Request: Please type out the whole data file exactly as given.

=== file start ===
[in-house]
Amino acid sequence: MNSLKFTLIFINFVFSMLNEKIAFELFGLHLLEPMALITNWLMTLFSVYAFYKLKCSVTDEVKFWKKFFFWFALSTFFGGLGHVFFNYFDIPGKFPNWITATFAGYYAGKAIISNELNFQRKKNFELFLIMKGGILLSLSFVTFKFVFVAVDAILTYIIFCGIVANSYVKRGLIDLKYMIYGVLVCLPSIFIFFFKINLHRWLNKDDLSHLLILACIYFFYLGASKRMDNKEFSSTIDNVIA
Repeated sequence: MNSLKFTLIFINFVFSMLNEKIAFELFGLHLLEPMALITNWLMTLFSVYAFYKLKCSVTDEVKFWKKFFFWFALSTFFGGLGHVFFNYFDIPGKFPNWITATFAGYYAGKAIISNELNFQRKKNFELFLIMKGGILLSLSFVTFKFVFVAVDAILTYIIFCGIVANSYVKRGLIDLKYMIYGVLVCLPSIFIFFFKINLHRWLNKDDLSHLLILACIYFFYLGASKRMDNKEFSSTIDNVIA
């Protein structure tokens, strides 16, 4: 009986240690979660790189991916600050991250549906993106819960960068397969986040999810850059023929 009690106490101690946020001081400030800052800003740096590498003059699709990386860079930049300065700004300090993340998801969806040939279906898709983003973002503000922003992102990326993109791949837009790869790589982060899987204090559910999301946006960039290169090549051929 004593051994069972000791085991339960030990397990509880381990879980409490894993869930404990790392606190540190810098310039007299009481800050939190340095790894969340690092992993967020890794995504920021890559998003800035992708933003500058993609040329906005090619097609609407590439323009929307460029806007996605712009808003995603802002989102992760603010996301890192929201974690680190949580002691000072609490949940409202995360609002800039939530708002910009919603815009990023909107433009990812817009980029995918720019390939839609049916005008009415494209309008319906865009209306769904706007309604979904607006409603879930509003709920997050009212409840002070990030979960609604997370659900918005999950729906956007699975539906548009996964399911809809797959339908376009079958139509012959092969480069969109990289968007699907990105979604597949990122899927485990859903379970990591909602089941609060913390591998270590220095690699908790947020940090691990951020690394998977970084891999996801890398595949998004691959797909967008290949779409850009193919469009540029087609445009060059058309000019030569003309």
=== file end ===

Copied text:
[in-house]
Amino acid sequence: MNSLKFTLIFINFVFSMLNEKIAFELFGLHLLEPMALITNWLMTLFSVYAFYKLKCSVTDEVKFWKKFFFWFALSTFFGGLGHVFFNYFDIPGKFPNWITATFAGYYAGKAIISNELNFQRKKNFELFLIMKGGILLSLSFVTFKFVFVAVDAILTYIIFCGIVANSYVKRGLIDLKYMIYGVLVCLPSIFIFFFKINLHRWLNKDDLSHLLILACIYFFYLGASKRMDNKEFSSTIDNVIA
Repeated sequence: MNSLKFTLIFINFVFSMLNEKIAFELFGLHLLEPMALITNWLMTLFSVYAFYKLKCSVTDEVKFWKKFFFWFALSTFFGGLGHVFFNYFDIPGKFPNWITATFAGYYAGKAIISNELNFQRKKNFELFLIMKGGILLSLSFVTFKFVFVAVDAILTYIIFCGIVANSYVKRGLIDLKYMIYGVLVCLPSIFIFFFKINLHRWLNKDDLSHLLILACIYFFYLGASKRMDNKEFSSTIDNVIA
């Protein structure tokens, strides 16, 4: 009986240690979660790189991916600050991250549906993106819960960068397969986040999810850059023929 009690106490101690946020001081400030800052800003740096590498003059699709990386860079930049300065700004300090993340998801969806040939279906898709983003973002503000922003992102990326993109791949837009790869790589982060899987204090559910999301946006960039290169090549051929 004593051994069972000791085991339960030990397990509880381990879980409490894993869930404990790392606190540190810098310039007299009481800050939190340095790894969340690092992993967020890794995504920021890559998003800035992708933003500058993609040329906005090619097609609407590439323009929307460029806007996605712009808003995603802002989102992760603010996301890192929201974690680190949580002691000072609490949940409202995360609002800039939530708002910009919603815009990023909107433009990812817009980029995918720019390939839609049916005008009415494209309008319906865009209306769904706007309604979904607006409603879930509003709920997050009212409840002070990030979960609604997370659900918005999950729906956007699975539906548009996964399911809809797959339908376009079958139509012959092969480069969109990289968007699907990105979604597949990122899927485990859903379970990591909602089941609060913390591998270590220095690699908790947020940090691990951020690394998977970084891999996801890398595949998004691959797909967008290949779409850009193919469009540029087609445009060059058309000019030569003309």